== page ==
The images Paul Cadden creates are so incredibly realistic that you might first mistake them for photographs. But look closely and you’ll see that they’re actually drawings.
Cadden creates “hyperrealistic” portraits and landscapes, which so resemble real life that the subjects seem to come alive. The difference between hyperrealism and photorealism is subtle, but the two are distinct styles.
In photorealistic drawings, the purpose is to recreate reality exactly. In hyperrealism, the drawings are meticulously detailed to evoke a reality that wasn’t evident in the initial photo the illustration was based on. In this way, hyperrealistic art is an illusion of reality, rather than a recreation.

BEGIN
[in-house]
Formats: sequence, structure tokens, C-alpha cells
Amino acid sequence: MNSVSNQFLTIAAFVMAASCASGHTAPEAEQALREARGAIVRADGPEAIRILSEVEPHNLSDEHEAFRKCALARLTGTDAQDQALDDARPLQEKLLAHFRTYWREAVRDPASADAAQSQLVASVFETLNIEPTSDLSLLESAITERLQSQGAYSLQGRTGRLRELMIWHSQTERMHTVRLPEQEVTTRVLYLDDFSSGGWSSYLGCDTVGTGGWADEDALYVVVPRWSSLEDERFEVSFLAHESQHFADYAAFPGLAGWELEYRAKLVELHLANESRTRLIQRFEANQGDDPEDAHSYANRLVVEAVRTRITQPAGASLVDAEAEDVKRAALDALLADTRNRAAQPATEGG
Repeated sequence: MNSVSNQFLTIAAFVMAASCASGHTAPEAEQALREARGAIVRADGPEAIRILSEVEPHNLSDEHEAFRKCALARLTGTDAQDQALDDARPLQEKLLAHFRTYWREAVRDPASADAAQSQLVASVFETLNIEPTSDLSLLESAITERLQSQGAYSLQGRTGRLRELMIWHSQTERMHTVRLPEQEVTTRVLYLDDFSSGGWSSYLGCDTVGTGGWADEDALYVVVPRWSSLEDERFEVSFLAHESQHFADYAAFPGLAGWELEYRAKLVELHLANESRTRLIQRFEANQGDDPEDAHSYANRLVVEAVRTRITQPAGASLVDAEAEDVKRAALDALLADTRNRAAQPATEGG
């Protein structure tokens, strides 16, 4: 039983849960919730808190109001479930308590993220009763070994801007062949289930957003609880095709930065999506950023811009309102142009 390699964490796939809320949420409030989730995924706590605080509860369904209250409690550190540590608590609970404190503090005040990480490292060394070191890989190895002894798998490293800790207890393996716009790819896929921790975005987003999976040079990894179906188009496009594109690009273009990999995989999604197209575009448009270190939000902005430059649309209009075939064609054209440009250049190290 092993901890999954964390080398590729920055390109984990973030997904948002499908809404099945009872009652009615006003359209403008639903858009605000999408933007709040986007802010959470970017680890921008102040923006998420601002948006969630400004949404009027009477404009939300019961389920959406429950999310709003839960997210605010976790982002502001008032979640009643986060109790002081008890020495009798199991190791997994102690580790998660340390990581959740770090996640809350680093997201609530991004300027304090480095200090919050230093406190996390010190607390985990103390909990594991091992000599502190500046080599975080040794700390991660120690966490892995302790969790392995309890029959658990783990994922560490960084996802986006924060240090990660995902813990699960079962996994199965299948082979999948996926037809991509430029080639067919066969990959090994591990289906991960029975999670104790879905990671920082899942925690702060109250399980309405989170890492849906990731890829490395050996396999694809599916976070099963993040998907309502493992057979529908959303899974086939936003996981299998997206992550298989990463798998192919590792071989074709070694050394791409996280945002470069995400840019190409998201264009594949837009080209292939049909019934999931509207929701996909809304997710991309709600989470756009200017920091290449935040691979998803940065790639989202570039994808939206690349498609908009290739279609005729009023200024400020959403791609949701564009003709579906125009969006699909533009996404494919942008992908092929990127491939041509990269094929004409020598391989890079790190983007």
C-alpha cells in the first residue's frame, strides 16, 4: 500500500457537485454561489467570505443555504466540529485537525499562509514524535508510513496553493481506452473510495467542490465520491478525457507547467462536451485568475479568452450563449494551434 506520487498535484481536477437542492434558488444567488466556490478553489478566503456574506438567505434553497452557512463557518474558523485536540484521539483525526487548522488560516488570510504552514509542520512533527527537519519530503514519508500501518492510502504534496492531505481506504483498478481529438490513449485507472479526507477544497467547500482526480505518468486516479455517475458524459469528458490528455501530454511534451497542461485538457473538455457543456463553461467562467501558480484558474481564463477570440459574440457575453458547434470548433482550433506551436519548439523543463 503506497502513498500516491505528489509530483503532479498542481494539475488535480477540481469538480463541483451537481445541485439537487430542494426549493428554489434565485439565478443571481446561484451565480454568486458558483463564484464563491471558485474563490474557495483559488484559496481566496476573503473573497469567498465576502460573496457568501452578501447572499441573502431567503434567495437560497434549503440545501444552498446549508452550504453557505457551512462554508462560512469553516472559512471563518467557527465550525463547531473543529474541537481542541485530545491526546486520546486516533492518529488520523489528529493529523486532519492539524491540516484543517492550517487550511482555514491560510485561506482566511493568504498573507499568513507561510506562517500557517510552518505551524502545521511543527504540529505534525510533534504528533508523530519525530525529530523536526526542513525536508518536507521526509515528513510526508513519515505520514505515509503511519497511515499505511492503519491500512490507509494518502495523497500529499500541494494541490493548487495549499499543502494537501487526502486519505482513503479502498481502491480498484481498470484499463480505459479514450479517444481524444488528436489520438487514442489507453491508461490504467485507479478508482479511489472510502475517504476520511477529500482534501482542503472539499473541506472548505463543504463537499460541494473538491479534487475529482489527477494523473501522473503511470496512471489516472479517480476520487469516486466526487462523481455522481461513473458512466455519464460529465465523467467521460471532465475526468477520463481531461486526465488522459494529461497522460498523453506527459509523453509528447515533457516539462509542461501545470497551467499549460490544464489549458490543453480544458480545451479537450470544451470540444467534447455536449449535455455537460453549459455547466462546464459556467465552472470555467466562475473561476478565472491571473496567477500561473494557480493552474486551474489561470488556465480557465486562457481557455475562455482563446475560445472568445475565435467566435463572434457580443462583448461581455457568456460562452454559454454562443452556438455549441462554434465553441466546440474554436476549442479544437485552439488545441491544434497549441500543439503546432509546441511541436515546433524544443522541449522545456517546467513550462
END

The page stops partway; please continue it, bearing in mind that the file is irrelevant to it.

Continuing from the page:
These hyperrealistic images often incorporate emotional, social, cultural, and political thematic elements to extend the visual illusion. This makes it a distinct departure from photorealism.
In an interview with the UK-based Daily Mail, Cadden states that his “inspiration comes from the phrase ‘to intensify the normal’.” He further said:
I try to study the internal aspect of the image rather than focusing solely on the external part. I can fall in love with an image — if that doesn’t sound too hippy.
Below are a sampling of his drawings, all created with pencil, paint, or charcoal on canvas. You can check out more on his website.